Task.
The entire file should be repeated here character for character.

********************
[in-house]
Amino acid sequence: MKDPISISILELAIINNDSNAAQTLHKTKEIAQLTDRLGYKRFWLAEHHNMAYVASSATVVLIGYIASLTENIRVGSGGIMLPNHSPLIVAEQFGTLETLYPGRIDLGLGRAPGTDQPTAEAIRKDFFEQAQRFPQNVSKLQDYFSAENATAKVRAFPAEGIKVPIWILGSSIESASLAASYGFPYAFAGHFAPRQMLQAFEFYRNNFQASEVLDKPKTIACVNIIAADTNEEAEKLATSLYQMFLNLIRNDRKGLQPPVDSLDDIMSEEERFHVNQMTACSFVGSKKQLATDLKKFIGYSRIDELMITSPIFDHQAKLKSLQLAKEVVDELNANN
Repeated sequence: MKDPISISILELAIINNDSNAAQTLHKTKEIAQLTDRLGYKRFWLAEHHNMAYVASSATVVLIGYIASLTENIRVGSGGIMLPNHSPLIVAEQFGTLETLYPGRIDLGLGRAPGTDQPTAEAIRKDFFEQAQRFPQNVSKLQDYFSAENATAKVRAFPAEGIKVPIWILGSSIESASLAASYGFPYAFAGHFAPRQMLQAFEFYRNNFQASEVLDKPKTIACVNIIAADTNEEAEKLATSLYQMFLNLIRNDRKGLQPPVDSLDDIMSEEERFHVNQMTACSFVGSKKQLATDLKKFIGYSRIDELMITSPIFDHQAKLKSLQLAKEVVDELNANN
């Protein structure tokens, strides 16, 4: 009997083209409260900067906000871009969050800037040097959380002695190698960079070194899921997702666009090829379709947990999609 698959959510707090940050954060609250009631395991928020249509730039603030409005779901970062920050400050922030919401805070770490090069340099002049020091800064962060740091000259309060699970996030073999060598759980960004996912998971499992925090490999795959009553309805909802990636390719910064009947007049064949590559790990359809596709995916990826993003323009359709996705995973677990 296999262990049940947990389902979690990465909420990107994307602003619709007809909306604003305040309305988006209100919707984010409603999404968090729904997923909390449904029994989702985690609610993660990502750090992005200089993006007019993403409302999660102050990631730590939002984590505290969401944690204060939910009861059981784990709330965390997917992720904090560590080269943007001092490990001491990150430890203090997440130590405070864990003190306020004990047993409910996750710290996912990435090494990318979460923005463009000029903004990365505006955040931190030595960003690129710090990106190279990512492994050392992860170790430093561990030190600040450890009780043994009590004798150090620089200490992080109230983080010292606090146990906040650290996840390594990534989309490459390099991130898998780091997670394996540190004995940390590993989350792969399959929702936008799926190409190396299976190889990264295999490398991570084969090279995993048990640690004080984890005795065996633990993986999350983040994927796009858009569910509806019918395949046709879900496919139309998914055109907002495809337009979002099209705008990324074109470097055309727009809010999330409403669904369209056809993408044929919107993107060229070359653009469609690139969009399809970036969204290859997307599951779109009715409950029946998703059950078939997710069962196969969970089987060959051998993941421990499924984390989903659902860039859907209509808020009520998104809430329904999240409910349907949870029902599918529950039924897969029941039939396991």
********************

[in-house]
Amino acid sequence: MKDPISISILELAIINNDSNAAQTLHKTKEIAQLTDRLGYKRFWLAEHHNMAYVASSATVVLIGYIASLTENIRVGSGGIMLPNHSPLIVAEQFGTLETLYPGRIDLGLGRAPGTDQPTAEAIRKDFFEQAQRFPQNVSKLQDYFSAENATAKVRAFPAEGIKVPIWILGSSIESASLAASYGFPYAFAGHFAPRQMLQAFEFYRNNFQASEVLDKPKTIACVNIIAADTNEEAEKLATSLYQMFLNLIRNDRKGLQPPVDSLDDIMSEEERFHVNQMTACSFVGSKKQLATDLKKFIGYSRIDELMITSPIFDHQAKLKSLQLAKEVVDELNANN
Repeated sequence: MKDPISISILELAIINNDSNAAQTLHKTKEIAQLTDRLGYKRFWLAEHHNMAYVASSATVVLIGYIASLTENIRVGSGGIMLPNHSPLIVAEQFGTLETLYPGRIDLGLGRAPGTDQPTAEAIRKDFFEQAQRFPQNVSKLQDYFSAENATAKVRAFPAEGIKVPIWILGSSIESASLAASYGFPYAFAGHFAPRQMLQAFEFYRNNFQASEVLDKPKTIACVNIIAADTNEEAEKLATSLYQMFLNLIRNDRKGLQPPVDSLDDIMSEEERFHVNQMTACSFVGSKKQLATDLKKFIGYSRIDELMITSPIFDHQAKLKSLQLAKEVVDELNANN
């Protein structure tokens, strides 16, 4: 009997083209409260900067906000871009969050800037040097959380002695190698960079070194899921997702666009090829379709947990999609 698959959510707090940050954060609250009631395991928020249509730039603030409005779901970062920050400050922030919401805070770490090069340099002049020091800064962060740091000259309060699970996030073999060598759980960004996912998971499992925090490999795959009553309805909802990636390719910064009947007049064949590559790990359809596709995916990826993003323009359709996705995973677990 296999262990049940947990389902979690990465909420990107994307602003619709007809909306604003305040309305988006209100919707984010409603999404968090729904997923909390449904029994989702985690609610993660990502750090992005200089993006007019993403409302999660102050990631730590939002984590505290969401944690204060939910009861059981784990709330965390997917992720904090560590080269943007001092490990001491990150430890203090997440130590405070864990003190306020004990047993409910996750710290996912990435090494990318979460923005463009000029903004990365505006955040931190030595960003690129710090990106190279990512492994050392992860170790430093561990030190600040450890009780043994009590004798150090620089200490992080109230983080010292606090146990906040650290996840390594990534989309490459390099991130898998780091997670394996540190004995940390590993989350792969399959929702936008799926190409190396299976190889990264295999490398991570084969090279995993048990640690004080984890005795065996633990993986999350983040994927796009858009569910509806019918395949046709879900496919139309998914055109907002495809337009979002099209705008990324074109470097055309727009809010999330409403669904369209056809993408044929919107993107060229070359653009469609690139969009399809970036969204290859997307599951779109009715409950029946998703059950078939997710069962196969969970089987060959051998993941421990499924984390989903659902860039859907209509808020009520998104809430329904999240409910349907949870029902599918529950039924897969029941039939396991």